Children attend the conference, listen to inspiring speakers share their career journeys, and then return to school to create a small-scale careers event in their own school, using their own community as a resource.

At Netley we also organise an annual exhibition evening, where we welcome representatives from our local and wider community to visit the school, alongside our children and their families, to celebrate their learning. It is an opportunity to showcase the children’s artistic and academic work and is a real highlight of the year. Our theme last year was “Our World” and each year group took a different perspective of learning about, and advocating for, the environment.

In previous years we have celebrated trailblazers from the aviation, pop music, and space sectors for our “Pioneers” evening, delved into different aspects of children’s literature in “The Magic of Books”, and even highlighted our focus on identity with the theme of “Who Do I Want To Be”?

These community links with businesses and local organisations are integral to providing new opportunities for pupils to develop. We are also proud to be “adopted” by Next Jump, a tech company that plays a mentoring role with pupils.

Welcoming the community through our doors and showing them what our pupils are capable of opens discussions about what we can do as partners in the future. It helps us develop a rich curriculum which links learning to the world outside of school. All of our children across our schools are given a range of exciting opportunities, such as working with the Royal Academy of Music, Candoco Dance and The Place, The Crick Institute, University College of London, to name but a few.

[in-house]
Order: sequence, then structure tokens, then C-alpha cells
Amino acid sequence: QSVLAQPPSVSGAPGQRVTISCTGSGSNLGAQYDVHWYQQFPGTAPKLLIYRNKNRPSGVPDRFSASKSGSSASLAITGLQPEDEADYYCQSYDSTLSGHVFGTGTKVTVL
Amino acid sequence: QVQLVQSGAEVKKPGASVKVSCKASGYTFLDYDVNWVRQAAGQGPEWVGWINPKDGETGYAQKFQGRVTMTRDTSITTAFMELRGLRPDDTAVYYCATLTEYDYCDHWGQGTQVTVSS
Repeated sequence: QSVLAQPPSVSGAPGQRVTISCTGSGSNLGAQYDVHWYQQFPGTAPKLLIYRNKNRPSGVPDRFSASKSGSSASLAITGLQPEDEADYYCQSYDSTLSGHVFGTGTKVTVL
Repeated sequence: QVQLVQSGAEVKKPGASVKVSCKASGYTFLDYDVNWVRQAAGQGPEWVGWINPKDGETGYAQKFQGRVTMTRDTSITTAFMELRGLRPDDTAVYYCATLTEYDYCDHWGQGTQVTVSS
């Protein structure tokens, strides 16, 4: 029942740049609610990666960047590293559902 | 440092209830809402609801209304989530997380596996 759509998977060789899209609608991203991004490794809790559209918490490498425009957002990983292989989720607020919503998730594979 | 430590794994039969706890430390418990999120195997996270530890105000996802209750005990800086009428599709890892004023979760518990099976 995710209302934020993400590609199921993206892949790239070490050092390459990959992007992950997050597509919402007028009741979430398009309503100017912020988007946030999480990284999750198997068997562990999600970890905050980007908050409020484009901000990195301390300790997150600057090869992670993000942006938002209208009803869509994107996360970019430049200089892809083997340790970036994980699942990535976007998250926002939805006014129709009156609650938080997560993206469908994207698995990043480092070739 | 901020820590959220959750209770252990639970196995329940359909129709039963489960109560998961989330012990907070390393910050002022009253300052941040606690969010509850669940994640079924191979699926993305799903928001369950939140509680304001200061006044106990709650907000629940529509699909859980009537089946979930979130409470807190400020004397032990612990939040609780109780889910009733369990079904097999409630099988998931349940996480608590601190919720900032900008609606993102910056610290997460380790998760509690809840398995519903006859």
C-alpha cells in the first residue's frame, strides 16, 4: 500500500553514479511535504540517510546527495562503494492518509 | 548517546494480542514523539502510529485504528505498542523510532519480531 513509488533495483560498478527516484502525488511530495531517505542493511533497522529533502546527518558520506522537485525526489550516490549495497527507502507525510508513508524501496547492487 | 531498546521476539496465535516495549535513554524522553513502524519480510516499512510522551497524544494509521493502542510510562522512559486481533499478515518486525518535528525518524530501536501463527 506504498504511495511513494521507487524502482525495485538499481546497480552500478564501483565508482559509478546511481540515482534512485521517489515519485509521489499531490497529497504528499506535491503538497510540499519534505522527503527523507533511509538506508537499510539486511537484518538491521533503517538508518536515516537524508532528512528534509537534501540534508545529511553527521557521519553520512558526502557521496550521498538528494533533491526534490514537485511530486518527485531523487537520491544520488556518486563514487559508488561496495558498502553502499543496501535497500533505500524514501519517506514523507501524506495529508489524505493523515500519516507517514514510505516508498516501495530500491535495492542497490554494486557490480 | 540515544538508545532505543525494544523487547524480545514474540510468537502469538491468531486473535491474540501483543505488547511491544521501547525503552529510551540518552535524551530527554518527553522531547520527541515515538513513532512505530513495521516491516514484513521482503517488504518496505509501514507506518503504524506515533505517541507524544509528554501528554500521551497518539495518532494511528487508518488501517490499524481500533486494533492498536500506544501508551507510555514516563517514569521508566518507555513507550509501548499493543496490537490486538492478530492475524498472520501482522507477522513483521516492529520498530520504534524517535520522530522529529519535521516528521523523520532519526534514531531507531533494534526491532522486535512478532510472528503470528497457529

3, Building an inclusive school community which supports every pupil to develop their own identity

At Netley we have a big question that the children reflect on through their time with us: Who do I want to be?

My over-riding priority for my pupils is for them to have a strong identity, to be informed on social and cultural challenges, and to act as agents of change in making our world a better place. Everyone in campus has the same shared ethos of a values-based curriculum with respect and equality at its core.

We are a UNICEF Rights Respecting School and our school curriculum is underpinned by the UN Convention on the Rights of the Child. I am proud that the school curriculum is innovative and where possible staff make links with children’s identity and community.

There is no failure in our campus. Children in our PRU and centre for autism have a sense of belonging and pride, participate in mainstream events with their families, socially interact (pre-Covid!) with their mainstream peers during playtimes and, for those who are ready, attend lessons in the mainstream classes.

In Netley, pupils learn about autism and difference – using Makaton as a communication tool is part of our assemblies. We know that this works – pupils and parents have all reported less bullying in the last three years, and children with differences are fully part of mainstream school.

Our fixed term exclusion rate is almost non-existent; if children are having a difficult time then we work with them to try and understand why, work with the family and use strategies that will support and nurture the child.

Campus colleagues with SEMH specialism are ever willing to share knowledge and strategies and offer support to colleagues in different settings within campus.

Every pupil deserves to be happy and confident; to play, learn and grow, knowing they can better themselves with the nurture and experiences we offer them. What could be more inclusive than that?

  • Bavaani Nanthabalan is the executive headteacher of Netley Campus in Camden, London. Netley Campus includes Netley Primary School, the Woodlands Centre for Autism, Robson House Pupil Referral Unit and the Acorns Centre for two-year-olds. Bavaani won a Gold Award at the 2020 Pearson National Teaching Awards for Headteacher of the Year in a Primary School.